Varanasi is us
The city needs our protection, not campaigns of division
In that umbra moment after the blasts, when the television screens suddenly spewed out images of blood-stained floors, panic-stricken crowds and strewn personal belongings, a stone seemed to settle on the chest. It was at that moment that people everywhere in the country looked for clarity, for some decoding of an event that broke the thread of life for so many, and this from someone with the ability to see things clearly. A true interpreter of maladies, as it were.
Of all the soundbites that emanated from the mouths of leaders after the Varanasi blasts, it was surprisingly Uma Bharati — the “daughter of BJP cast out in the darkness” — who spoke with the most wisdom. The burden of her words was this: these attacks are not about religion, they are about crime. The nation needs to remain united now more than ever. True, many others expressed similar sentiments, but when the woman who had once celebrated the fall of Babri Masjid expressed them, they assumed importance; and when her words were compared with the statements of her former colleagues in the BJP — including of course those of the inimitable Pravin Togadia, anxious to convert the blasts into bankable political capital — they assume even greater importance. Because these, precisely, are the two ideas that need to guide political and popular response to the grave and wanton aggression on Varanasi. One, do not communalise these attacks — criminalise them; two, come together in resistance against them, don’t fall prey to the larger design of their perpetrators.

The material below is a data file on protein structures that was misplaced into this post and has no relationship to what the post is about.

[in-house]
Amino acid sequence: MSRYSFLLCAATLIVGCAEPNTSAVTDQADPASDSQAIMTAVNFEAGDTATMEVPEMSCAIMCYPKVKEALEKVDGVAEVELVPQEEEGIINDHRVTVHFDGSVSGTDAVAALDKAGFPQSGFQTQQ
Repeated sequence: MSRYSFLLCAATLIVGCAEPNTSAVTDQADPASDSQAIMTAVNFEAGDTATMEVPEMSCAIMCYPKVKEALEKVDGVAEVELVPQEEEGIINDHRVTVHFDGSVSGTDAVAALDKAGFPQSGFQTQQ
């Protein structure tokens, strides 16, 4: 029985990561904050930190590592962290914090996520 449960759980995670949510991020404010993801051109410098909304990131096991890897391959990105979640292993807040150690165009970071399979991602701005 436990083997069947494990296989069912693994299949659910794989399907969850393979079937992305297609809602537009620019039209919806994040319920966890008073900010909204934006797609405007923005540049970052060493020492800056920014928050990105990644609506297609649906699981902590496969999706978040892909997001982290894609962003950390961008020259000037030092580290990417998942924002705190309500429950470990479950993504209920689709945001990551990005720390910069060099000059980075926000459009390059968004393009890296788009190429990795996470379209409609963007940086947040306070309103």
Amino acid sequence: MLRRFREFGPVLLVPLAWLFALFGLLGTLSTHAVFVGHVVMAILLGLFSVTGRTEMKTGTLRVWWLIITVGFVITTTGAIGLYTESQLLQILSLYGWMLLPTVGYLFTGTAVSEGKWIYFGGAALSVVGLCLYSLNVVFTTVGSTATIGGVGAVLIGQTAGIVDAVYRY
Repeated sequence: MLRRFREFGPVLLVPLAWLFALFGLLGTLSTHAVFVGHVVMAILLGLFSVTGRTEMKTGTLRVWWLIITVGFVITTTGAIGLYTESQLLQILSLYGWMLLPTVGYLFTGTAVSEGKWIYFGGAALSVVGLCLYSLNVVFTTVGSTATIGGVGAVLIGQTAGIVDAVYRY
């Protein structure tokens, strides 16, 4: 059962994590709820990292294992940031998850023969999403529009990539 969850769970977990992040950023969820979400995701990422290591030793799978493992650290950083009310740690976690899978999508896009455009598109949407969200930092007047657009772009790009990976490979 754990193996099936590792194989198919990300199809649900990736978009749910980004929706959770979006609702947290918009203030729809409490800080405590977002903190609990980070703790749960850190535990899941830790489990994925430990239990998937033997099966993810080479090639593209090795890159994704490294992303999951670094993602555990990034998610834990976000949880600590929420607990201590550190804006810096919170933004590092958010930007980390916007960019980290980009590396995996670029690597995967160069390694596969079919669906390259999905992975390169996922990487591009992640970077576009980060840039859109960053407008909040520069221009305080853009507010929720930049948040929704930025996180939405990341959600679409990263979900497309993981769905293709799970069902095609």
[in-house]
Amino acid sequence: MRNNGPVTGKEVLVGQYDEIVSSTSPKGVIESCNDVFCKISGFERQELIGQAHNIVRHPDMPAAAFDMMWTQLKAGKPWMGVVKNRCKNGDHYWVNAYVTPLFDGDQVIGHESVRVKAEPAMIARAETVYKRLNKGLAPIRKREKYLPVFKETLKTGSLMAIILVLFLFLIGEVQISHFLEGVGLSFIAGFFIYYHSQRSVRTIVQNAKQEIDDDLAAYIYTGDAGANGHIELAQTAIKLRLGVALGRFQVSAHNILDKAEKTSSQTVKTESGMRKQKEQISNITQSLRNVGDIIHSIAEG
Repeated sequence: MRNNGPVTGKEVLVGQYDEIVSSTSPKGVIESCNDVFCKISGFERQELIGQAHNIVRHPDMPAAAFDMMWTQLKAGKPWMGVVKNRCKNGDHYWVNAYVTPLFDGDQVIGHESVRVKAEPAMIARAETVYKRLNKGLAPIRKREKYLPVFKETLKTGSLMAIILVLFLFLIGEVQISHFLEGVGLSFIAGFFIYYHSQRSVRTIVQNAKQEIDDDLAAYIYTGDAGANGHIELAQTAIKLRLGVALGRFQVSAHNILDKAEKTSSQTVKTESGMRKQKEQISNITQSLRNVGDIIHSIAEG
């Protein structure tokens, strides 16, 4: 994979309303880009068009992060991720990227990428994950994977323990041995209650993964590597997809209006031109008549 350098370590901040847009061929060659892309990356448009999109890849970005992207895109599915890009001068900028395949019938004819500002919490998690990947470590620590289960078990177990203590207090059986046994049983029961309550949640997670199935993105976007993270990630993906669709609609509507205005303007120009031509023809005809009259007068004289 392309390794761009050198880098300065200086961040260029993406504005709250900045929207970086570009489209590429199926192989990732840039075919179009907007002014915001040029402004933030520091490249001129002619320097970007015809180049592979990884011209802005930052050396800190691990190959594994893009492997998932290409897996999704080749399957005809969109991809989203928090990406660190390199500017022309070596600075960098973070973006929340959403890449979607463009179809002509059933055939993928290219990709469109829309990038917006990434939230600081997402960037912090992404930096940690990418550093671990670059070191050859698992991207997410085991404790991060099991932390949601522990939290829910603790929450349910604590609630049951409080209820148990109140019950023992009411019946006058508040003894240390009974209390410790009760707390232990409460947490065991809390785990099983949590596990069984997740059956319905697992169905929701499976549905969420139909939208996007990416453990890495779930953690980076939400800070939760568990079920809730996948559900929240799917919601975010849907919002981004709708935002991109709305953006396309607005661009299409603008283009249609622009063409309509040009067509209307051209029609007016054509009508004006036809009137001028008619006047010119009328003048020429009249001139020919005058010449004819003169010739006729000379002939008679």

These attacks could not have been planned with greater care. Their ultimate objective — which went far beyond the immediate one of creating chaos and terror — was to trigger a conflagration in a state that has historically been the country’s most significant communal and political battleground and which will soon see an election. The attacks took place on a Tuesday, when the crowds thronging the Sankat Mochan temple were guaranteed to be considerable. It was the tourist season, with the last lot of international arrivals filling up every corner of Varanasi’s tiny airport, before the punishing heat of summer keep travellers away. It came at a time when the Mulayam Singh Yadav government was already in pre-poll mode, with the likes of Yaqub Qureishi cynically stirring the cauldron of Muslim anger against the Danish cartoons, and with last Friday’s anti-Bush demonstrations in Lucknow acquiring a distinct communal tinge. But, most important of all, was the location of the blasts — Varanasi, pavitra bhoomi, mokshapuri, prithvi kshetra, with its 84 ghats that have drawn devout Hindus from all over the country down the ages. A city that is also the site of the Vishwanath Temple and the Gyanvapi Mosque, situated cheek by jowl in an uneasy coexistence that is always under threat from political forces looking for easy trouble.